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How to start a Hockey Team

Starting a hockey team, or you’ve taken over the Captain and are now running an existing team? It’s an unforgiving, and sometimes daunting, task. Here’s some hints and tips we’ve learnt on how you can run a team well.


The first most important part of starting a hockey team is figuring out where they’re going to play and the type of play. If you’re lucky to live within an hour of an ice-rink, great! You can usually research the leagues based out of the rinks there (contact the front desk and ask for the league information). Finding rinks near to you is easy by using our HockeyCircles Find Rink service. You can also use HockeyCircles Find Leagues to find Hockey Leagues near to you.


To run or start a hockey team, you need players. Finding the right mix, or keeping the right mix of players is one of the hardest, but most rewarding jobs of a captain / team-manager. It’s important to get a core group of 8-10 of committed players (6-9 forwards, 4-6 defensive, goalie and generally a spare / backup goalie), at a similar skill-level, and then play in an appropriate division in a well run league. We all want to win, but if you’re stating that your hockey team plays at a specific level, and are placed, and then bring in the ringers every game, you’re going to get a bad reputation, be taken up a division or reprimanded by the league. It’s ok to have a few higher level players, but ask them to tone it down, and not to deke through the entire team..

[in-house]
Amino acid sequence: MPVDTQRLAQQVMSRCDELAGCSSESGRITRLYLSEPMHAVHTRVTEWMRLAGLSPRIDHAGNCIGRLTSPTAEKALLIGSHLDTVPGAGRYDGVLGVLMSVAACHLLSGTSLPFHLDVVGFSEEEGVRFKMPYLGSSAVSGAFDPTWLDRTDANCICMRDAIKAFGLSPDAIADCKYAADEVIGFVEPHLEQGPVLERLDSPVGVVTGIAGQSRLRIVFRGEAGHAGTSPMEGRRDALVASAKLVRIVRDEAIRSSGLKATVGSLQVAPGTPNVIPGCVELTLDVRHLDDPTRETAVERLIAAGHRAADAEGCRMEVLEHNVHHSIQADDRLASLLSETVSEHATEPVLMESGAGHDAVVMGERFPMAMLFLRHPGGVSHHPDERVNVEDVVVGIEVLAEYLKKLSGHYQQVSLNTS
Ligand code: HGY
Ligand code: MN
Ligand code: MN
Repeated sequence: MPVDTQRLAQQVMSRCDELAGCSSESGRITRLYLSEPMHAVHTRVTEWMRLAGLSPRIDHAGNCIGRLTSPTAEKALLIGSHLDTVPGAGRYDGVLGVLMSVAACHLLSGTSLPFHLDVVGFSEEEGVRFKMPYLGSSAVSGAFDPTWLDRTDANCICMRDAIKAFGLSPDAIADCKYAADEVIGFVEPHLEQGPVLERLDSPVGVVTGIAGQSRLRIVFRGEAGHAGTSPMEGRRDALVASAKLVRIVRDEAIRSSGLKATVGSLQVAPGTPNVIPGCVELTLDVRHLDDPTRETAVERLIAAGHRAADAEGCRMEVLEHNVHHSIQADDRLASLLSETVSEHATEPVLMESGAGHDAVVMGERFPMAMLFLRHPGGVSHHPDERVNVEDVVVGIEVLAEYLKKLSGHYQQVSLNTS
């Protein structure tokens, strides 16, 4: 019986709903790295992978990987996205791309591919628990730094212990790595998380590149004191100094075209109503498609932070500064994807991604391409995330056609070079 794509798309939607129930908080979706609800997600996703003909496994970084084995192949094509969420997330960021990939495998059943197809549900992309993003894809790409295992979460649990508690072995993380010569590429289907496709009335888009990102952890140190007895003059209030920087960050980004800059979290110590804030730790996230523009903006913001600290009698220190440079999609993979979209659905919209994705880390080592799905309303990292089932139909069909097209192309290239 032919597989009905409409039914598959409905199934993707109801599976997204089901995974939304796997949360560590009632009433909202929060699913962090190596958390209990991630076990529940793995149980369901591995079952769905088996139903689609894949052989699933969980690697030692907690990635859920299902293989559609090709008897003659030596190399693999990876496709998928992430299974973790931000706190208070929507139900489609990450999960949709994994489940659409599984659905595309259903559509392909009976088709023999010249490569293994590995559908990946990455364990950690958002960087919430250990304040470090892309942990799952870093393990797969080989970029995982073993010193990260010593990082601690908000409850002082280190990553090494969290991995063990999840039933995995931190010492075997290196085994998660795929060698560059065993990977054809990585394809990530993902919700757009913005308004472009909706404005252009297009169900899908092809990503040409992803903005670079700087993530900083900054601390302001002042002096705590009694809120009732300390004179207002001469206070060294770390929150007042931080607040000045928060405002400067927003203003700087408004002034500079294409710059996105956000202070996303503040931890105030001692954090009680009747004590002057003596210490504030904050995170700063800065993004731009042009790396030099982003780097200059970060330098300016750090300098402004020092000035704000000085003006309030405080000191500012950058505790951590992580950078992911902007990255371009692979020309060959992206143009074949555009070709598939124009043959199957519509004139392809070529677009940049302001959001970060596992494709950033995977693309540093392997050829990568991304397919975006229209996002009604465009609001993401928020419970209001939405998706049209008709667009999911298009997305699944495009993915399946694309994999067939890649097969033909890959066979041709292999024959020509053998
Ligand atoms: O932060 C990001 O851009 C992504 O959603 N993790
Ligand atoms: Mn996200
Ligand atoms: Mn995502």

Committed team players generally don’t complain about team fees, pay on time, come to 80-90% of games, gel together. Having that core-group of committed players will help keep your team running. And if you’re losing games, you want that core-group to come together and, if nothing else, be happy to spend time with a good group of people.

So where can you find hockey players?

  • HockeyCircles Find
    Using the HockeyCircles Find network, you can find available players that are looking to join teams
  • Stick and Puck & Drop-In Games
    Goto local drop-in games or stick and puck sessions, get a feel of players in the changing rooms and then on the ice, if you feel they’d fit, a simple “hey are you looking to join a team”.. and go from there
  • Ask your League
    Many leagues have available player lists, sometimes its a spare looking to join a team, new players, players looking to move up or down a skill based division.
  • Social Media
    Use HockeyCircles, Facebook, Instagram, Twitter and put the call-out for players, make sure you include the level of play and expectations

Female Players

Many recreation leagues are co-ed (meaning men and women can play together), and this can lead to some challenges.

Most women know, if they’re playing in a co-ed league that 90% of the players are generally going to be men. Some leagues and rinks are set up with separate changing rooms or shower areas – but most aren’t. In my experience, most women are happy to chill out with the guys in the room and ignore everything else, and most guys are appropriate. It is important though that both sides, men and women, can come to you if they feel that something is not quite right, and you will deal with it fairly. It’s important to be clear on what is, and what is not, acceptable on your team – and your team will look to you for setting the tone.